12 meals. Count ’em.

Of course, you’ll have to count this Shabbos to get to 14, but those are just details.

You might grow crazy thinking about it. You’ll most definitely gain weight eating it.

I can’t say I’ve got the absolute solution to how to cook (and eat!) so many meals, but I’ve got a few tips. Afterall, Sukkos is the holiday of appreciating the simplicity, right?

1. Don’t get caught up talking to women. This is not a warning for husbands out there. This is a warning to all my lady friends. Because while our men-folk are busy building sukkos, women are gathering in parks, living rooms and on Facebook listing the foods they’ve already frozen and they ones they’re about to make. Just listening to them makes me nervous. Relax, I say. Nobody’s going to starve if you don’t make the three-layer kugel your neighbor has already made.

2.  Keep it fresh and simple. You don’t need a lot to create an elegant meal, and you certainly don’t need tri-color soup. Fresh vegetables–like whole carrots flavored with fresh herbs, like rosemary, and olive oil, a halved lemon, sea salt and pepper–look beautiful and taste delicious. Plus, your guests will thank you when you don’t have to roll them home.

3. Recycle your food. Just because Chicago’s one of the few modern cities of the world without a working recycling program doesn’t mean that we can never recycle. Have a few scraps of chicken or roast left from the first night? Cook up some brown rice, stir fry a few leftover veggies in oil, lemon and soy sauce and toss your meat on top. You’ve got a brand-new, delicious meal.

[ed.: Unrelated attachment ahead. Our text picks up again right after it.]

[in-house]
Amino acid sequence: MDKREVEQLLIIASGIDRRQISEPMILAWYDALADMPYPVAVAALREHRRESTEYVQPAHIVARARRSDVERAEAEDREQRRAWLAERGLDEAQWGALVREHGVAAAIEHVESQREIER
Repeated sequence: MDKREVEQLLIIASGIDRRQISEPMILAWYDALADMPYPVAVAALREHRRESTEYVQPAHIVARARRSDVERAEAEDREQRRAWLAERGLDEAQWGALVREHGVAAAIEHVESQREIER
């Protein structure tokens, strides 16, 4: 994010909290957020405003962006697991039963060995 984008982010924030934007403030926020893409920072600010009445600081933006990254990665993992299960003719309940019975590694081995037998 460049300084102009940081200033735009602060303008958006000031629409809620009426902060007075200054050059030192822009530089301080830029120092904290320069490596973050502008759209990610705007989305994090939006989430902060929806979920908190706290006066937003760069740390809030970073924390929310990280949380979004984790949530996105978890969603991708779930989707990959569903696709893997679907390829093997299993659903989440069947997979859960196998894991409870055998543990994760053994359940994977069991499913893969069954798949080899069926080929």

4. Start with soup. Soups are tasty, healthy, warming in a Sukkah and easy to make. Save yourself the trouble of making a dozen salads for the first course and make a quick soup. Find some ideas here.

5. Your family and guests will eat what you serve. Granted I don’t have a family of high school boys, but I kid you not, I have serve one whole fryer chicken to a table of 10. Put a carved chicken on a platter along with the other delicious (and simple!) sides you prepared, and everyone takes only a few slices of meat. Rest assured, most of your guests–especially the tots–don’t need an entire leg and thigh when they’re also eating sliced bread, fish, side dishes and dessert. Check out more ideas for serving less meat, along with the best whole fryer chicken recipe ever.

Have a happy, healthy and stress-free Chag!

One thought on “Simplifying Sukkos

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